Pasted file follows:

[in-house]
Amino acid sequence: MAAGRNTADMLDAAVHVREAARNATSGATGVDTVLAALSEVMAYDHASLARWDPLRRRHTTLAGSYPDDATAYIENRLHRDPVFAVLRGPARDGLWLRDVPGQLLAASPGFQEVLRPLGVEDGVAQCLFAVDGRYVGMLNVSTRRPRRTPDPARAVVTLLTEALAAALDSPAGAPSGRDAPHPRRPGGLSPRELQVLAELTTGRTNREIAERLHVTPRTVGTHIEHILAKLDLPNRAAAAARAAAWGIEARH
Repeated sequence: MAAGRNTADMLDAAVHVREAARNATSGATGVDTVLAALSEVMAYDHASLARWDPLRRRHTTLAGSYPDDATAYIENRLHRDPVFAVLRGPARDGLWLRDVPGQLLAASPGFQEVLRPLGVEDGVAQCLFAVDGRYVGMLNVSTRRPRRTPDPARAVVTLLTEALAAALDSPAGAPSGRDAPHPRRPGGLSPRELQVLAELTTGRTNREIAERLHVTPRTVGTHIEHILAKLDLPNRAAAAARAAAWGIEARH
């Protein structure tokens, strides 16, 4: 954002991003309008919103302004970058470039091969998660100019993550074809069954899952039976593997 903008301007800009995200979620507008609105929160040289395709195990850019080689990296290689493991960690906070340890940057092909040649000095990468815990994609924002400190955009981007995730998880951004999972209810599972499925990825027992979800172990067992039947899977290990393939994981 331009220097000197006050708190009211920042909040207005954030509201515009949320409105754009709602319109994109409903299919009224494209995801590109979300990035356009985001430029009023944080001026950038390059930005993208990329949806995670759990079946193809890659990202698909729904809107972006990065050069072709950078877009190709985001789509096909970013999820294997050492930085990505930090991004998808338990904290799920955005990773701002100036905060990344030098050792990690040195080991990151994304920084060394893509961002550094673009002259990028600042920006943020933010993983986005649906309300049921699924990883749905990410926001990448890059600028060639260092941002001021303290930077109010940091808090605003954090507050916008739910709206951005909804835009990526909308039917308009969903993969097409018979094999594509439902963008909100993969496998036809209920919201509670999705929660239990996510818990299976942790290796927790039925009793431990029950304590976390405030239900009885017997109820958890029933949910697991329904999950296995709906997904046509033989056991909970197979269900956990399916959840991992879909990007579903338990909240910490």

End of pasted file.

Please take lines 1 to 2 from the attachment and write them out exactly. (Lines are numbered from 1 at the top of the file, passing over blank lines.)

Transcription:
[in-house]
Amino acid sequence: MAAGRNTADMLDAAVHVREAARNATSGATGVDTVLAALSEVMAYDHASLARWDPLRRRHTTLAGSYPDDATAYIENRLHRDPVFAVLRGPARDGLWLRDVPGQLLAASPGFQEVLRPLGVEDGVAQCLFAVDGRYVGMLNVSTRRPRRTPDPARAVVTLLTEALAAALDSPAGAPSGRDAPHPRRPGGLSPRELQVLAELTTGRTNREIAERLHVTPRTVGTHIEHILAKLDLPNRAAAAARAAAWGIEARH